Neutropenia (low white blood counts)
What is it?
Neutropenia is when the level of neutrophil white blood cells are low. When the neutrophil levels are low, you are more at risk of infection, because white blood cells help the body fight infection.
What are the symptoms of neutropenia?
Neutropenia itself may not cause symptoms. Your doctor may find out you have neutropenia when your blood cell levels are tested. Or you may get symptoms of infection if neutropenia is affecting your ability to fight off infections.
Symptom of infection include:
- High temperature 100.4 degrees F (38 degrees C) or a very low temperature 35°C (95°F).
- Feeling shivery or unwell.
- A new or worsening cough.
- Shortness of breath.
- Vomiting or diarrhoea.
Always contact the hospital if you have a high temperature or other symptoms of infection.
How is neutropenia treated?
A low level of neutrophils can be improved by injecting growth factors to stimulate the bone marrow to produce more white blood cells. For example, G-CSF.
Not all patients are suitable for growth factors, as only a small number will respond to them. Your doctor will advise you about this.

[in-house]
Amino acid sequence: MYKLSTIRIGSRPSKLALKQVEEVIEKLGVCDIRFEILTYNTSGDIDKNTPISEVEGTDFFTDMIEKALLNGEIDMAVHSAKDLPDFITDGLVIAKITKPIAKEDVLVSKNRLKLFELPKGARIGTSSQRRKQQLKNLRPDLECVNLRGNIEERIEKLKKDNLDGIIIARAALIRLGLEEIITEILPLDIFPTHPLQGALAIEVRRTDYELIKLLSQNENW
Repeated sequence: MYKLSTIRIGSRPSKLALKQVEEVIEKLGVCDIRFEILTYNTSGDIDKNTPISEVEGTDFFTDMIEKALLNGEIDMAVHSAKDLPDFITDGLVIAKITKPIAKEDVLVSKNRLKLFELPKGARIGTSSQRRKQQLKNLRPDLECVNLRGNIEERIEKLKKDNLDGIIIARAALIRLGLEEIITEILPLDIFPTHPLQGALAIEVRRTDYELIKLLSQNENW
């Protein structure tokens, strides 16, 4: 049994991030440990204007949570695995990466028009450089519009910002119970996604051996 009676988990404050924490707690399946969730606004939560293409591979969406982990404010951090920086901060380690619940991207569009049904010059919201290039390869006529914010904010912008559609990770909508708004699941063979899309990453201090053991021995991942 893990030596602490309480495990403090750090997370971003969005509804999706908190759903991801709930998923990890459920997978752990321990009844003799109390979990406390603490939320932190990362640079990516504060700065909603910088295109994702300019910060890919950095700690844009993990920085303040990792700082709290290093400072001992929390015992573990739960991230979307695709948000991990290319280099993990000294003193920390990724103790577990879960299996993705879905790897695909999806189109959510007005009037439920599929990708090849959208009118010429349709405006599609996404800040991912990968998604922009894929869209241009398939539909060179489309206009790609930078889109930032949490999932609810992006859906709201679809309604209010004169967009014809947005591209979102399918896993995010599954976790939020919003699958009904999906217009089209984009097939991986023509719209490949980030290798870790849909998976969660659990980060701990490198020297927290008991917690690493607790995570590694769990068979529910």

You will also be advised to avoid infections. Read tips on how to cope with an increased risk of infection.
Giving growth factors
Growth factors are usually given as injections under your skin.
Your nurse can discuss who will give these injections when you are at home. You may choose to give the injection yourself, or a relative, GP or public health nurse can do it instead. Side-effects are usually quite mild. If you are receiving G-CSF to increase your white blood cells, you may get aching in your bones and muscles. This aching can usually be relieved by taking a mild painkiller. But do let your nurse or doctor know as they can prescribe the best medication for you. There are some possible serious side-effects but they are rare.
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